So this Eratosthenes chap ...........
East Midlands Branch Goes Young 29th September – 1st October 2015
The East Midlands Branch has, in common with the remainder of the RIN, been looking for ways it could develop its activities to include the younger generation. This year we had the opportunity to do so. Our friend Clive Hall, Commodore of Hykeham Sailing Club, was also Secretary of the Lincoln Group Training Association (LGTA) who in conjunction with the Lincolnshire Education & Business Partnership (EBP) put on a three day Construction Industries event for schools at the Lincolnshire Showground each September. This event has been running for 14 years and has gradually built up to its current size, which involves up to 330 students each day in groups of up to 15 trying up to four different activities. Always on the lookout for new contributors, Clive asked the East Midlands Branch to attend.
We were invited to the 2014 wash-up meeting and took careful note of what the two students, who had been invited to it, had to say. The main point was that they wanted more hands-on time for everyone in the group. Clearly, a group of 15, all hands on for an hour, was going to be difficult for us, so we decided to share with our friends of the Spirit of Goole Project who would be demonstrating aircraft covering. We would have seven or eight students each and swap activities after half an hour. The total contact time was later cut to 55 minutes to allow time for the students to move between activities and then to 50 minutes to allow more time for prize giving at the end of the day. Therefore, we were looking for a hands-on activity for seven or eight students for 22.5 minutes. At the suggestion of our friend Simon Roberts from the Nottingham Geospatial Institute, we decided to go for two groups of four students calculating the circumference of the Earth by taking two GPS Positions in a north - south line a measured distance apart. The students were to range from year 6 to year 10, and we were worried that the younger ones would struggle with degrees, minutes, and seconds of arc, so we decided to stick with just degrees to five decimal places. We could have used GPS sets to tell us the distance between the two positions but decided it would be more fun to use pacing. However, calibrating little legs would have taken too long, so our final decision in the measuring department was to purchase trundle wheels, because everyone loves using trundle wheels, especially the adults who never got chance at school in the 1950s. We bought broom handles to mark our start points and pinned flags to them using the material from a worn out sports umbrella. We decided there was time for explanations so purchased a large globe from Amazon and made a giant cardboard pizza with a removable slice decorated with pizza photos from real pizza boxes.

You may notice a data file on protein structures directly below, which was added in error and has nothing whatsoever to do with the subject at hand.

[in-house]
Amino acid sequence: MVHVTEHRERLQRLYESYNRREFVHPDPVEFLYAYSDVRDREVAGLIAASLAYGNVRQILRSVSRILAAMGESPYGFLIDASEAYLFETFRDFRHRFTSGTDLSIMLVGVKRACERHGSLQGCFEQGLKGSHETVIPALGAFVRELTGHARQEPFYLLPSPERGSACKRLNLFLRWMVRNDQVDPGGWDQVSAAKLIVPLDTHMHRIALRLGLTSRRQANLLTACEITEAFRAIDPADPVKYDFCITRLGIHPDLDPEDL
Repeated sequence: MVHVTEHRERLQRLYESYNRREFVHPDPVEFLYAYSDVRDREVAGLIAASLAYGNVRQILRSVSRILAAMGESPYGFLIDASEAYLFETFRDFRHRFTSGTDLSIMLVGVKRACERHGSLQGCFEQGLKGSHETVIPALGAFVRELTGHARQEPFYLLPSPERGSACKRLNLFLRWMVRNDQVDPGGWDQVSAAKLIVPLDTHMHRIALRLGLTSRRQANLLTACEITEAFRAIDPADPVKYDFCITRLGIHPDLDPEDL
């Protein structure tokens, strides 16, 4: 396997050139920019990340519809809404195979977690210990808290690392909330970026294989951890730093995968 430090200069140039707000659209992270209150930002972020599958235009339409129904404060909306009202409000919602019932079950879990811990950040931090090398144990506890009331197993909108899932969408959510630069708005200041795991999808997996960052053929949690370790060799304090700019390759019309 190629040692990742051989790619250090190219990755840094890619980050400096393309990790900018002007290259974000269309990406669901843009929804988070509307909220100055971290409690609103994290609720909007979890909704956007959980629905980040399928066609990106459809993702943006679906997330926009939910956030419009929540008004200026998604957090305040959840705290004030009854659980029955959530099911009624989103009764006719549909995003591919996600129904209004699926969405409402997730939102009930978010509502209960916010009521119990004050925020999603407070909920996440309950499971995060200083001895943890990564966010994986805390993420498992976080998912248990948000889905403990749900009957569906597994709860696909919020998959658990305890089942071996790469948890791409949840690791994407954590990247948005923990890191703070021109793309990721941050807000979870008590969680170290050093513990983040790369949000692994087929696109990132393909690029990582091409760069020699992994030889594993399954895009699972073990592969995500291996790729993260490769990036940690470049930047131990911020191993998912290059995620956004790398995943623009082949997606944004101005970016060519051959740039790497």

All was going smoothly until fourteen days before the event when two things happened simultaneously. First, Spirit of Goole Project was forced to pull out, and second, we thought ‘What if it pours down’. Suddenly we needed more helpers and four events, two for outside and two for inside. Once again, Simon Roberts came to the rescue and suggested modelling the Solar System to scale if the Sun was a football. That would have taken more than 22.5 minutes to walk and talk, so instead we used a ‘day-glow’ tennis ball mounted on a short length of bamboo pushed into the ground. This size Sun put Pluto 285m away. We colour-printed pictures and descriptions of the Sun and the nine planets and laminated them. We also wrote the scale size of each planet ranging from the size of a pea to a grain of fine sand. Each student chose a planet and read his card to the others at the appropriate distance. We also marked the position with a postcard attached to a tent peg. After walking 285m you could look back and see eight postcards and a tiny ‘day-glow’ tennis ball. This activity also gave us the excuse to purchase yet another trundle wheel.
For possible indoor or outdoor use we resurrected ‘the direction game’ which was reputedly invented by Baden Powel. We purchased conical markers at an unbelievably low price on Amazon and laid out a circle about six metres in diameter with the cones marking the eight principle directions, N, NE, E etc. Each student stood by a marker and the instructor called out two directions. The students at those points had to change places.
We also had the privilege of working with students from a special school and had to modify the activities accordingly. We began with ‘the direction game’ which was great fun, and when the grown ups got tired of that, we progressed to the Solar System, which the some students knew a remarkable amount about.